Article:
August 19, 2016: Langenbeck's Archives of Surgery
Adrián Borrego, Jorge Latorre, Roberto Llorens, Mariano Alcañiz, Enrique Noé
BACKGROUND: Even though virtual reality (VR) is increasingly used in rehabilitation, the implementation of walking navigation in VR still poses a technological challenge for current motion tracking systems. Different metaphors simulate locomotion without involving real gait kinematics, which can affect presence, orientation, spatial memory and cognition, and even performance. All these factors can dissuade their use in rehabilitation. We hypothesize that a marker-based head tracking solution would allow walking in VR with high sense of presence and without causing sickness...
2016: Journal of Neuroengineering and Rehabilitation
Amelia Kinsella, Ryan Mattfeld, Eric Muth, Adam Hoover
BACKGROUND: Interactions between frequency and amplitude of latency in head-mounted displays (HMDs) are thought to affect simulator sickness. Many studies have linked system latency to subjective sickness, but recent research has found that at least with the case of inertia-based head tracking technology, latency is not a constant; rather it varies systematically over time due to sensor errors and clock asynchronization. The purpose of this experiment was to further explore the relationship between frequency and amplitude of latency as they relate to subjective sickness experienced in an HMD...
July 2016: Aerospace Medicine and Human Performance
D Lorenz, W Armbruster, C Vogelgesang, H Hoffmann, A Pattar, D Schmidt, T Volk, D Kubulus
BACKGROUND: Chief emergency physicians are regarded as an important element in the care of the injured and sick following mass casualty accidents. Their education is very theoretical; practical content in contrast often falls short. Limitations are usually the very high costs of realistic (large-scale) exercises, poor reproducibility of the scenarios, and poor corresponding results. OBJECTIVES: To substantially improve the educational level because of the complexity of mass casualty accidents, modified training concepts are required that teach the not only the theoretical but above all the practical skills considerably more intensively than at present...
September 2016: Der Anaesthesist
Muhammad Dure Ahmad, Muhammad Usman, Adnan Khan, Mudassar Imran
BACKGROUND: The 2014 Ebola epidemic is the largest in history, affecting multiple countries in West Africa. Some isolated cases were also observed in other regions of the world. METHOD: In this paper, we introduce a deterministic SEIR type model with additional hospitalization, quarantine and vaccination components in order to understand the disease dynamics. Optimal control strategies, both in the case of hospitalization (with and without quarantine) and vaccination are used to predict the possible future outcome in terms of resource utilization for disease control and the effectiveness of vaccination on sick populations...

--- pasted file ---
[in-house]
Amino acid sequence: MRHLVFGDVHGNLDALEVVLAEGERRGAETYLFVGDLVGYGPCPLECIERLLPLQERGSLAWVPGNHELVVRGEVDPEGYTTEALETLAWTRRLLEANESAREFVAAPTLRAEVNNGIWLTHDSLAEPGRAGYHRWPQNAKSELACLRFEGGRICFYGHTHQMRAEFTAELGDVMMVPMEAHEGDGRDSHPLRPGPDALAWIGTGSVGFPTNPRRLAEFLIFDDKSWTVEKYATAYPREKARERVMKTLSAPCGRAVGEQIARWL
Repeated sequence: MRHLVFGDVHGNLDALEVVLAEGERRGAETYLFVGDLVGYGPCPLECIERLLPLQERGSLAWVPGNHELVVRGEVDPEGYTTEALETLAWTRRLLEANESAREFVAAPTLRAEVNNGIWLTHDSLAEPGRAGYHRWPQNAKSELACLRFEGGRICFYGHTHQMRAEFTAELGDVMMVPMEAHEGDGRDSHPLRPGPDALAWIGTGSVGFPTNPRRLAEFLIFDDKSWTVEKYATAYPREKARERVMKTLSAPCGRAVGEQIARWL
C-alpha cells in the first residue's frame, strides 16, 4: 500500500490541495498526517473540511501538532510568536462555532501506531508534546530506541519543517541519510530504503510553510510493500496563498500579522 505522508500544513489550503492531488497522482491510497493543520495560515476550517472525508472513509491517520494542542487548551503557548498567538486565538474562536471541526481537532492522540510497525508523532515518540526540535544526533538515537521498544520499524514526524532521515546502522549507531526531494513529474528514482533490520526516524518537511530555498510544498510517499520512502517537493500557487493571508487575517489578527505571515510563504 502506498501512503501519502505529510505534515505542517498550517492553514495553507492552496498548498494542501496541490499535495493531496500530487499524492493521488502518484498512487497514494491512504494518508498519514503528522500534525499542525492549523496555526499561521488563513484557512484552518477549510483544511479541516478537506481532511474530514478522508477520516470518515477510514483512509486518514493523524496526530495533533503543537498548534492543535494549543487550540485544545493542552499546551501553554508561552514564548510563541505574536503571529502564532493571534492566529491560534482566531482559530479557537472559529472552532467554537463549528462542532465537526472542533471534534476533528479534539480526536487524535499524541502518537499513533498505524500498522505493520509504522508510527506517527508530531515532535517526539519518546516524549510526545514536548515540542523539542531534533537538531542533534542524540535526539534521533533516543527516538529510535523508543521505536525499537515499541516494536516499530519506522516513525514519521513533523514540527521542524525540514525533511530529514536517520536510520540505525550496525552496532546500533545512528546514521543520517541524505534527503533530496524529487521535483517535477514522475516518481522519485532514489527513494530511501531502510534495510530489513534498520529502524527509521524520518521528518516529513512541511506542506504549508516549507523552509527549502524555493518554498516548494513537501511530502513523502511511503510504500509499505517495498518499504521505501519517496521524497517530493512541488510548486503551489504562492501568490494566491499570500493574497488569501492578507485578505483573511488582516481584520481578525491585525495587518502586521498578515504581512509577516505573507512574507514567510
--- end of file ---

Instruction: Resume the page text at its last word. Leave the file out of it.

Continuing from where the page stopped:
2016: Infectious Diseases of Poverty
S Naderi, T Yin, S König
A simulation study was conducted to investigate the performance of random forest (RF) and genomic BLUP (GBLUP) for genomic predictions of binary disease traits based on cow calibration groups. Training and testing sets were modified in different scenarios according to disease incidence, the quantitative-genetic background of the trait (h(2)=0.30 and h(2)=0.10), and the genomic architecture [725 quantitative trait loci (QTL) and 290 QTL, populations with high and low levels of linkage disequilibrium (LD)]. For all scenarios, 10,005 SNP (depicting a low-density 10K SNP chip) and 50,025 SNP (depicting a 50K SNP chip) were evenly spaced along 29 chromosomes...
September 2016: Journal of Dairy Science
Arne Helland, Stian Lydersen, Lone-Eirin Lervåg, Gunnar D Jenssen, Jørg Mørland, Lars Slørdal
Simulator sickness is a major obstacle to the use of driving simulators for research, training and driver assessment purposes. The purpose of the present study was to investigate the possible influence of simulator sickness on driving performance measures such as standard deviation of lateral position (SDLP), and the effect of alcohol or repeated simulator exposure on the degree of simulator sickness. Twenty healthy male volunteers underwent three simulated driving trials of 1h's duration with a curvy rural road scenario, and rated their degree of simulator sickness after each trial...
September 2016: Accident; Analysis and Prevention
A M Ndondo, J M W Munganga, J N Mwambakana, C M Saad-Roy, P van den Driessche, R O Walo
Human African Trypanosomiasis (HAT) and Nagana in cattle, commonly called sleeping sickness, is caused by trypanosome protozoa transmitted by bites of infected tsetse flies. We present a deterministic model for the transmission of HAT caused by Trypanosoma brucei gambiense between human hosts, cattle hosts and tsetse flies. The model takes into account the growth of the tsetse fly, from its larval stage to the adult stage. Disease in the tsetse fly population is modeled by three compartments, and both the human and cattle populations are modeled by four compartments incorporating the two stages of HAT...